USA Dependent Visa

DEPENDENT VISAS

The Dependent Visa category enables the dependents of a person who is a permanent resident or a citizen, or a temporary worker or a temporary student, of the country for which an applicant is applying to obtain their visa to join or accompany them. This type of application typically applies to family and children.

The person who is a permanent resident or U.S. citizen or International Student or a Foreign Worker, and upon whom the application is based is referred to as the ‘sponsor’.

Types of Dependent Visas

  • H – 4    Visa for the Dependent of a skilled worker
  • L – 2     Visa for the Dependent of a Businessman who is on L1 or L1A
  • J ­ 2     Visa for the Dependent of an exchange visitor
  • F – 2     Visa for the Dependent of an International student
DEPENDENT VISAS

An H ‑ 4 visa is a non-immigrant visa for the spouses and/or minor children of all H visa holders which include H‑1B high‐​skilled workers as well as H‑2A and H‑2B for agricultural and non-agricultural seasonal workers.

You can only obtain H ‑ 4 visa to enter the United States once H‑1B worker’s visa of your sponsor is approved. H‑1B workers must be sponsored by a U.S. employer in a “specialty” occupation, mainly jobs that usually require a college degree or greater. Employers must receive a labor certification approval from the Department of Labor in which they agree to pay the prevailing wage for U.S. workers and pay fees, including funds for U.S. training and education.

Spouse and unmarried minor children (under the age of 21 years) are eligible to accompany the L­1 visa holder on L­2 visa. As L­2 visa is a dependent visa, the duration of valid stay is the same as that of the L­1 visa holder. That is, up to 7 years in case of dependents of L1A visa and up to 5 years in case of dependents of L1B visa. L­2 visa holders are allowed to travel in and out of the U.S. provided their L2 visa status and L2 visa stamp remain valid.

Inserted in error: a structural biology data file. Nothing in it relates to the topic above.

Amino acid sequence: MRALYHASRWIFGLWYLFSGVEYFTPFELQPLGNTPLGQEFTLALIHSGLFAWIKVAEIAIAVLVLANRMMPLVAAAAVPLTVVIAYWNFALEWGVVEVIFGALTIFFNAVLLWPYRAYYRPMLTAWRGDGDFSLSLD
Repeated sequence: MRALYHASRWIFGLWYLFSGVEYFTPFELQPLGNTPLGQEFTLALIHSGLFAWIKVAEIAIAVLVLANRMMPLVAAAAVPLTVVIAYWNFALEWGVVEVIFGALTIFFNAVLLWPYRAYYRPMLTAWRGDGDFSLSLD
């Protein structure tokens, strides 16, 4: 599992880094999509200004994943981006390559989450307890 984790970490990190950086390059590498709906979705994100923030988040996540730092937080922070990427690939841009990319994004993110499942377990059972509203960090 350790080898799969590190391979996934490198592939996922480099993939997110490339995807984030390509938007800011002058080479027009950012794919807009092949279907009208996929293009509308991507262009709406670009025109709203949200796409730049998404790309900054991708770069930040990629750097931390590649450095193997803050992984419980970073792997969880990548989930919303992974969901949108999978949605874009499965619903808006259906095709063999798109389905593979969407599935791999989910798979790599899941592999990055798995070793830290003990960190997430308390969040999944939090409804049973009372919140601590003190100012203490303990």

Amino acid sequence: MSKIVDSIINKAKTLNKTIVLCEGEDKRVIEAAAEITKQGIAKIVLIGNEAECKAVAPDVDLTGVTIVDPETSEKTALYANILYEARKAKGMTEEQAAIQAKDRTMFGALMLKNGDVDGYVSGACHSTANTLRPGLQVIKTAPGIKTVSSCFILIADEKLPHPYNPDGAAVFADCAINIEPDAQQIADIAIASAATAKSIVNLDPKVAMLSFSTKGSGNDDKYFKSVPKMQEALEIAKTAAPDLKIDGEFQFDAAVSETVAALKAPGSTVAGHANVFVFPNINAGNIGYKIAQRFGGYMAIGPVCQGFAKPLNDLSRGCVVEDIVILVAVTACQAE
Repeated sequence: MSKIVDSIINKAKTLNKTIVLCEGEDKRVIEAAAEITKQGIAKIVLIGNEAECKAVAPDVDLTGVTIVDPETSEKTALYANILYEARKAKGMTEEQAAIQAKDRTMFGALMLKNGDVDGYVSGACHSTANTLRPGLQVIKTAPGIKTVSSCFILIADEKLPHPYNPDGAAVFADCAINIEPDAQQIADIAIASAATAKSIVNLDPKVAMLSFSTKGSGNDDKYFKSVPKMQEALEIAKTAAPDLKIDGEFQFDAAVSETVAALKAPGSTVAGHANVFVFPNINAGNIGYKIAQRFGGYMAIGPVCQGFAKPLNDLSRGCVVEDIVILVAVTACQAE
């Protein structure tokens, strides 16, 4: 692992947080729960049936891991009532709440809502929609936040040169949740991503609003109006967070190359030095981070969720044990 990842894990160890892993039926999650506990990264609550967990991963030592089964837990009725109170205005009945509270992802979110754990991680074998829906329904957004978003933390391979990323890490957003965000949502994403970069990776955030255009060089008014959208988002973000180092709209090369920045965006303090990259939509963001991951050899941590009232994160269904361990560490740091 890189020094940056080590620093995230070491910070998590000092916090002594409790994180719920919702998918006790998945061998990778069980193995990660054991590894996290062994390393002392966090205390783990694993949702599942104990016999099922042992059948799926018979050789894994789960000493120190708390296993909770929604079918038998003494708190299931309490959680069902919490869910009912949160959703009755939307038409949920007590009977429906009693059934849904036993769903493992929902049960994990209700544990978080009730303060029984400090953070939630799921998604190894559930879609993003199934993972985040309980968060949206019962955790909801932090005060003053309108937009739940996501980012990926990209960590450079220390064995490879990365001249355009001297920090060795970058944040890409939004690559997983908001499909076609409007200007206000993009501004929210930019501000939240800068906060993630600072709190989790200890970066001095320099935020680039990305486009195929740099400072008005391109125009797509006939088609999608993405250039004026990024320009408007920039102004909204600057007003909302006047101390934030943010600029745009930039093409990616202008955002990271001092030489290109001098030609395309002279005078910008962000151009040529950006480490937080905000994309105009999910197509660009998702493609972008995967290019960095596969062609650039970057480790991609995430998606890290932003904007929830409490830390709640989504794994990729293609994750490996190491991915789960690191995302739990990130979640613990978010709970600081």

Study

L­2 visa holders are permitted to attend school either part-time or full­time.

Change of Status

L­2 visa holders are allowed to change their non-immigrant status to others such as B­1, B­2, H­1, H­4 (provided the primary visa holder will be on H1 visa) or even L­1.

In case you decide to change your status to H­1 visa or L visa later, the time you have already spent in the U.S. on L­2 visa will not be counted towards the maximum duration allowed on H­1B visa or L visa.

If the primary visa holder changes the status from H­1 visa to L­1 visa, the dependents are allowed to change the status from H­4 visa to L­2 visa.

L ­ 2 Visa Extension

If the immediate family members of the L­1 visa holder are already in the U.S., they can seek change of status to or extension of stay in L­2 status by filing Form I­539.

Green Card

When the L­1 visa holder applies for the green card, L­2 visa holders can also be included in that process and can apply for adjustment of status in the U.S. or immigrant visa outside the U.S.

As long as you are on a valid L­2 visa status, after applying for Adjustment of Status, you don’t need to apply for Advance Parole in order to enter back into the U.S.

Visa Stamping

It is recommended that the spouse and dependent children go for their visa interview at the same time as the principal applicant.

Ineligible Dependents